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Hotlines Help Women Safeguard Legal Rights

Two new hotlines are putting Chinese women in touch with their legal rights.

The telephone helplines are backed by the All-China Women's Federation (ACWF) and opened in March this year on a limited trial operation.

In a country of more than 630 million women, gender equality is a pressing issue.

The two new hotlines advise women struggling with marital, family or personal rights problems, let them know what their rights are and put them in touch with organizations that can help.

One line is dedicated to dealing with calls from victims of domestic violence.

By the end of September, the two hotlines, which expanded across 31 provinces, autonomous regions and municipalities in August, had received more than 20,000 calls.

The hotlines have come about because of the changing nature of Chinese society.

"The number of complaints we have received from women about their treatment has shown an obvious increase over the years, putting a great deal of pressure on the ACWF," said Ji Fengwei, assistant director of the organization's legal aid centre.

The hotlines provide a smooth channel for complaints, improve efficiency and help to better protect women's rights, he said.

A middle-aged woman surnamed Cao in Shanghai was laid off last year. Her husband often beat her. In desperation Cao called the hotline. She was encouraged to find another job and to seek protection against her violent husband.

Last year Shu Lijuan, a woman in Shanghai, lost her job and went through a divorce. With the help of hotline volunteers, she attended household management training classes organized by the local women's federation. Now, she has not only found a new job, but has also become a hotline volunteer herself, the Shanghai-based Liberation Daily reported.

The helpline has also opened on the Internet at www.12338.cn.

The website has received more than 130 online inquiries.

Online inquiries have covered politics, cultural education, marriage and family, labour protection, property and personal rights.

A legal aid fund has also been established.

The hotlines and website offer a faster, cheaper and more convenient way of dealing with complaints than previously, when women had to write letters or visit the ACWF in person.

Concern content

Marriage and family problems top the list of enquiries.

Of these, divorce is the most common subject, with domestic violence second.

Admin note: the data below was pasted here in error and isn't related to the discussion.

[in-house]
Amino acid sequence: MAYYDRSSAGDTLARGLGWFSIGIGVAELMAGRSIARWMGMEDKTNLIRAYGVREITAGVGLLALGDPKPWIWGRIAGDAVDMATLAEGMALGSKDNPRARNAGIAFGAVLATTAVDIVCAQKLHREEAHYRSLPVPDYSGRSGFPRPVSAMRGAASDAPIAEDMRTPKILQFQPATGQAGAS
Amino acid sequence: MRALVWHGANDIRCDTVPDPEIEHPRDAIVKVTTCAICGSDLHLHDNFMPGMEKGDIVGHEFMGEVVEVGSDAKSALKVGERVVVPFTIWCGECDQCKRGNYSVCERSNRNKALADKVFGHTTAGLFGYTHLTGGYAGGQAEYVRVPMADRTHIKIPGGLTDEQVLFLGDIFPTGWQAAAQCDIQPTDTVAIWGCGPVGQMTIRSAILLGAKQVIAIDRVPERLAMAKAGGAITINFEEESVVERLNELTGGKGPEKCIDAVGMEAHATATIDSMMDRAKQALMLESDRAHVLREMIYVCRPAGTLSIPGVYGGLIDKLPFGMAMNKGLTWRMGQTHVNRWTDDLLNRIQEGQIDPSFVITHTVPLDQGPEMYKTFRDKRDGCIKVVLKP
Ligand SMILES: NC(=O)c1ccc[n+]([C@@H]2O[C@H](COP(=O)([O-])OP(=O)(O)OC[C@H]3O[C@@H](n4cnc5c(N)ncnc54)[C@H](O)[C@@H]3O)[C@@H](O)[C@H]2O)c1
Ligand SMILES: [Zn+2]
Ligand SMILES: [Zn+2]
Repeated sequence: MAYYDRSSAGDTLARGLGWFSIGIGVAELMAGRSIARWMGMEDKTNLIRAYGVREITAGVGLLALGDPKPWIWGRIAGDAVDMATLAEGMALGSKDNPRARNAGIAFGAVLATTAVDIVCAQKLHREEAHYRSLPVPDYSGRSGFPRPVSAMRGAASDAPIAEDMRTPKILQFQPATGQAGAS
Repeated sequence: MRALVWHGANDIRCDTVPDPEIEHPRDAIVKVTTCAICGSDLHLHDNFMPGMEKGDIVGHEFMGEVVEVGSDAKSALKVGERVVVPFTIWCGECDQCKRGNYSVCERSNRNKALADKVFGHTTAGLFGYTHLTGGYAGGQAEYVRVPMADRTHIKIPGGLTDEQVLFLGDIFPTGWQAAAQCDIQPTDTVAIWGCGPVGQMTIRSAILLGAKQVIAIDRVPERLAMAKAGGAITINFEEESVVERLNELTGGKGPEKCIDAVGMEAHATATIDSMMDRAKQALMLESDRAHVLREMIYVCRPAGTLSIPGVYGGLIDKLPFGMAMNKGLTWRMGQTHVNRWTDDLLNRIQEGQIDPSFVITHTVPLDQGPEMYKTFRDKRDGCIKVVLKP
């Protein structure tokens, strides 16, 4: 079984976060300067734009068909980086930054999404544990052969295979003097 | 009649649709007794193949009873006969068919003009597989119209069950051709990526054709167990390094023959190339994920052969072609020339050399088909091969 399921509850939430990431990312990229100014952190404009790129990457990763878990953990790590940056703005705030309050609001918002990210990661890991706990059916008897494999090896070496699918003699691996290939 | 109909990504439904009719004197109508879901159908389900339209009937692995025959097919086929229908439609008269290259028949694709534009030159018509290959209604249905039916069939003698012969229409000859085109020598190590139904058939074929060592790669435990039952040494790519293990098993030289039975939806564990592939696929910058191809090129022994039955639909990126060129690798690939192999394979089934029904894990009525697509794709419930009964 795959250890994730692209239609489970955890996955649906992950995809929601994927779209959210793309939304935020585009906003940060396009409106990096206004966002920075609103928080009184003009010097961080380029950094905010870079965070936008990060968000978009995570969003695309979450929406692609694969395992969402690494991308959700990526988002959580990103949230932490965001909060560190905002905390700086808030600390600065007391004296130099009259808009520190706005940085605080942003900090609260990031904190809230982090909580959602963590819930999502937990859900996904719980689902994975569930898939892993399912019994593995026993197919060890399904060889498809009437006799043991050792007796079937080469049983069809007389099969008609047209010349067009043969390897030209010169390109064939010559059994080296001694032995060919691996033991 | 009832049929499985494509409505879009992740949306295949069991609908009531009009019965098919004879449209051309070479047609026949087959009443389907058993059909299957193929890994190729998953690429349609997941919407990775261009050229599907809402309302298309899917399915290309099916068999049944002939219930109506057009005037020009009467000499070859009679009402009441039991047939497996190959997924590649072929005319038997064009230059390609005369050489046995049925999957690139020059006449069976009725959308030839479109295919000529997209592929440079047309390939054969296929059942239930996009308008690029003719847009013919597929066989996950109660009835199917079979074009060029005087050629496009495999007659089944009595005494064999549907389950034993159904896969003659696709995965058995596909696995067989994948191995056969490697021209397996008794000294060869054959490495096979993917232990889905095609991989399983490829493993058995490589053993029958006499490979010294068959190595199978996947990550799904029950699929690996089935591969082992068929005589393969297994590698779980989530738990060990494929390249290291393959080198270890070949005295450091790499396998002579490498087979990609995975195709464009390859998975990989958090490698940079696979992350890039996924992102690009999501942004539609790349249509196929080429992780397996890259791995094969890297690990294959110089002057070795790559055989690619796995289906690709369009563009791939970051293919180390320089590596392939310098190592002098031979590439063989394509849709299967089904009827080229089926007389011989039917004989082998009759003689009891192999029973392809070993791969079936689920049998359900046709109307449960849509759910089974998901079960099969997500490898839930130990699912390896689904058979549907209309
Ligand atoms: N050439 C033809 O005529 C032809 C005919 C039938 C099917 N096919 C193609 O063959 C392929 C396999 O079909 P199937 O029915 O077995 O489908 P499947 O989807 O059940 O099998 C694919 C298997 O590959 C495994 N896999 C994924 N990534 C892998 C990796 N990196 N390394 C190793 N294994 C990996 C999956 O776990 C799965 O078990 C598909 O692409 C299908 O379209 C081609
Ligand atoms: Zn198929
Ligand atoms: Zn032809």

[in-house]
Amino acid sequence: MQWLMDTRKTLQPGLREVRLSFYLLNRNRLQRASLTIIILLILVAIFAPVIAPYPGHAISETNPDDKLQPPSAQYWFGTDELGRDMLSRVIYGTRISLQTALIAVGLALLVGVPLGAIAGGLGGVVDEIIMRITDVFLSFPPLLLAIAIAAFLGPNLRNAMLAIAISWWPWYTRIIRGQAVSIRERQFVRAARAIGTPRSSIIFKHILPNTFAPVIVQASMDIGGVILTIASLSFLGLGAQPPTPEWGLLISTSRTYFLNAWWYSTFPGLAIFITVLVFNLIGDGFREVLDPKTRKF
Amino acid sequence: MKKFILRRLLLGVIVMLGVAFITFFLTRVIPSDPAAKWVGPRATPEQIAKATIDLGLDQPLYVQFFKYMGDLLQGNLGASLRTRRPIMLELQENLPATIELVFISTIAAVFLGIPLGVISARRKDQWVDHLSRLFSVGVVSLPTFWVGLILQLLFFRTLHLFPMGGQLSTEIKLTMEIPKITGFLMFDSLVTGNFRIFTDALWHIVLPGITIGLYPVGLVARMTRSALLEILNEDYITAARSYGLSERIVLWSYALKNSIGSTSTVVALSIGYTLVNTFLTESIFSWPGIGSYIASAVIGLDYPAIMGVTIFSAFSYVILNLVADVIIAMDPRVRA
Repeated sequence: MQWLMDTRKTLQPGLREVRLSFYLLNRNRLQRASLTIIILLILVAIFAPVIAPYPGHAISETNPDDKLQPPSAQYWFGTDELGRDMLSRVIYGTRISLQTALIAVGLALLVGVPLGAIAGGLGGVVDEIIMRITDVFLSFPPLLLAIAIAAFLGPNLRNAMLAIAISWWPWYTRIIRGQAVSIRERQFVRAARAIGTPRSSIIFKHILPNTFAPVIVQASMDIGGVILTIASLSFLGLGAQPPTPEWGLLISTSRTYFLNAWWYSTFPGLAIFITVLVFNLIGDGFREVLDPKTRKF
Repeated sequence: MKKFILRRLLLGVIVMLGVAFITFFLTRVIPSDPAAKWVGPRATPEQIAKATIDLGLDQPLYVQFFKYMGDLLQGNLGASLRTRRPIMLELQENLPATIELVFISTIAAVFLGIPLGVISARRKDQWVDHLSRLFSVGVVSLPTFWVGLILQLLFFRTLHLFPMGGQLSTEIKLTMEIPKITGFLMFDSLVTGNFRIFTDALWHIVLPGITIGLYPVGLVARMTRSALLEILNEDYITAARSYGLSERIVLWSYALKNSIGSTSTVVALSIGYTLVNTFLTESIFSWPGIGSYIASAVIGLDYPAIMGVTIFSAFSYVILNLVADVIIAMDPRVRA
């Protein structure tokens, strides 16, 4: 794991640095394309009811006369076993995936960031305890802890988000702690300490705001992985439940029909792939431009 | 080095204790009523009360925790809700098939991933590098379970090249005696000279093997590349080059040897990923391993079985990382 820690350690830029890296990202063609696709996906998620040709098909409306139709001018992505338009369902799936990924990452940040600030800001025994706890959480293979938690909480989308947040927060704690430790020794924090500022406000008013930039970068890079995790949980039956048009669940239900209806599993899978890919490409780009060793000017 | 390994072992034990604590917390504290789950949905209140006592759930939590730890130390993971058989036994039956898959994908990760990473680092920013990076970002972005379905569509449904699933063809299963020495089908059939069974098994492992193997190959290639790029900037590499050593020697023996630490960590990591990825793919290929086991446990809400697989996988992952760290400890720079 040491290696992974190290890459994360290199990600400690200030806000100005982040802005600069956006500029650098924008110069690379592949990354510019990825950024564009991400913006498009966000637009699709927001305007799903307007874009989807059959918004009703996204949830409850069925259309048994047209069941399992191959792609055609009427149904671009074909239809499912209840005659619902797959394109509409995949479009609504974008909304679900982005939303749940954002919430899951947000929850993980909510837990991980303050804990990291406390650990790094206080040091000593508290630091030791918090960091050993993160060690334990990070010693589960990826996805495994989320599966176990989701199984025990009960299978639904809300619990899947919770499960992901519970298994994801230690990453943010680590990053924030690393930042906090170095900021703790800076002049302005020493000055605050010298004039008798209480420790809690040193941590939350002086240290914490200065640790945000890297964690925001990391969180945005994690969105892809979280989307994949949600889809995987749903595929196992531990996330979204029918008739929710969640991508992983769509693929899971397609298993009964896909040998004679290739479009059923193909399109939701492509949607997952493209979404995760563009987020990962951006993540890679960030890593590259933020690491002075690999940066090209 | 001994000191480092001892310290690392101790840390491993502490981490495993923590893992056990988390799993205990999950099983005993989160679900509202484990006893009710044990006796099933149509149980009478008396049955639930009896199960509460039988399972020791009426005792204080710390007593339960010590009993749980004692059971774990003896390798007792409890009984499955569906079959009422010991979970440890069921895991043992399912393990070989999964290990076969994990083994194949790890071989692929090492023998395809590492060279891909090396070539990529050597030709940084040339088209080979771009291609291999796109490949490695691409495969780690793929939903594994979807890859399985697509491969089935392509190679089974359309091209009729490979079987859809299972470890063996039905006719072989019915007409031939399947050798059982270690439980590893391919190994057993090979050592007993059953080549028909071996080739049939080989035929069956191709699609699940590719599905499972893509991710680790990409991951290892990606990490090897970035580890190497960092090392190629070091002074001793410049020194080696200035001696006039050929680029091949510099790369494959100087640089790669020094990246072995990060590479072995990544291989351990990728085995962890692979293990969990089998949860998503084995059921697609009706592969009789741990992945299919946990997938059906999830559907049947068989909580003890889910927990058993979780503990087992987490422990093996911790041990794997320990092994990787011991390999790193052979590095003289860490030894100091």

Only a small number of calls relate to sexual harassment, but they are enough to show that the issue has come to people's attention.

Sexual harassment harms victims' physical and psychological health as well as their working lives.

The Women's Legal Rights Protection Law passed on August 28 by the 17th session of the 10th National People Congress Standing Committee, is to be implemented from December 1.

The revised law further enforces the protection of women and makes the equality of men and women a basic State policy.

As well as revising aspects such as childbirth insurance and the retirement system, it also adds a legal framework for dealing with sexual harassment and domestic violence.

Situation in Dalian

In Dalian, a port city in Northeast China's Liaoning Province, the hotline opened on 18 August, receiving 30 to 40 calls each day during its first week.

Calls now average about 10 per day.

According to Wang Dongkun, head of the rights and interests department under the Dalian Municipal Women's Federation, most of the callers are married women over 25 years old. Hot topics are labour disputes and marriage.

"It shows that in modern society, people are increasingly concerned about the quality of their marriages," she said.

One woman found her husband was having an affair and decided to divorce. She wanted to know how to make sure she did not lose out in the divorce settlement.

Another woman, who was beaten up by her husband, wanted to know whether she could sue him.

Hotline staff offer information to try and settle or minimize disputes, Wang said.


The centre has six enquiry platforms, one for psychological consulting and the other five for legal questions.

Consultants come from the government departments of the industry and commerce administration, the procuratorate, the court and justice bureau, and academic institutions.

The centre plans to establish a volunteer team to better serve women 20 experts and volunteers have already joined.

Experts and volunteers are engaged in researching women's rights and training new volunteers in women's rights, hotline answering skills and domestic violence issues.

To meet the needs of women, face-to-face consultations are being introduced.

The hotline numbers are 12338 for legal rights enquiries and 16838198 for questions about domestic violence.

(China Daily November 9, 2005)

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